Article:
Transparency, Segal says, is part of Klick’s culture. Withholding information from employees creates problems, in Segal’s view. “When you have information that’s only available to a group of people, especially senior people, that asymmetry can be a source of politics,” he says. “But it’s very different if I have the same information as everyone else.” At Klick, that means employees can see how projects are faring and if they’re on track to meet budget. (Salaries are not disclosed, however, partly because Segal believes it could lead to unhealthy competition between employees and departments.)
This approach works well at Klick because the company culture is open to begin with. Segal’s mentors initially cast doubt on the philosophy, however. A few years ago, he and co-founder Aaron Goldstein introduced a feature on Genome called Chatter, essentially a Facebook-like news feed. Segal presented the concept at a meeting with his mentors, a group of older, more successful businesspeople. They spent the whole meeting explaining why it was a bad idea. They were particularly appalled when, during Segal’s demo, they saw that one employee had posted a comment calling Goldstein an “asshole.” Chatter looked unruly and unprofessional. While Segal didn’t agree with the language, he took some pride in knowing the employee felt comfortable enough to be honest.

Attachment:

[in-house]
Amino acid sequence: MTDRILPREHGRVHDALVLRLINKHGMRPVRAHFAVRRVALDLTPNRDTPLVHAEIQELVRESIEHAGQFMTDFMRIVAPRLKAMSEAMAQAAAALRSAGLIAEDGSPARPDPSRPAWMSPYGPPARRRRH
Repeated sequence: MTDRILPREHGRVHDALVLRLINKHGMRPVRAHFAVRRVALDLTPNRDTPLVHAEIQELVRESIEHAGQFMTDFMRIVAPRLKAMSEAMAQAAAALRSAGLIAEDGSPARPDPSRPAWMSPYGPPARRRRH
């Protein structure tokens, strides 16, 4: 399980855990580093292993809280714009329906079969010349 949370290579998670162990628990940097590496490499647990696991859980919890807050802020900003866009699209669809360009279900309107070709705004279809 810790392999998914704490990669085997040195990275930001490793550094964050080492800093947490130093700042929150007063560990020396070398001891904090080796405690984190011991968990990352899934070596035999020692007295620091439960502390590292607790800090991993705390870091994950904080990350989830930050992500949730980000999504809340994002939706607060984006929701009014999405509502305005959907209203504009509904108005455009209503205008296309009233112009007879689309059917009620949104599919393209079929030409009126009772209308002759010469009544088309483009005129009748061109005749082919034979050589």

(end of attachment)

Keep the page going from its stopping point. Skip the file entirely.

The offensive comment was in regard to a post Goldstein wrote about the importance of filling out time sheets. Other employees commented on the post, too, and later Segal and Goldstein discussed whether to get involved. It soon became clear to both of them that there was a problem with how the company required time sheets to be filled out. Employees started recommending improvements, and the next day, someone offered a solution that Goldstein liked. He gave the go-ahead to implement it. “Two weeks later, a problem we didn’t even know we had was solved,” Segal says. “Now the opposite would have happened if this person had been reprimanded for calling Aaron an a-hole, and if we’d shut down the conversation.”
Segal has since become an evangelist for data, openness and, of course, Genome. After fielding calls from companies wanting to know if the software was available for purchase, Klick opened a new division called Sensei Labs to develop and sell Genome, which will be rechristened Sensei OS for the broader market. Three pilot projects are now under way, and the goal is to have the division fully up and running by late 2016—creating a whole new department and crop of employees for Klick to monitor, analyze and improve upon.
Leerom Segal will appear at the Profit 500 CEO Summit in Toronto on Oct. 5.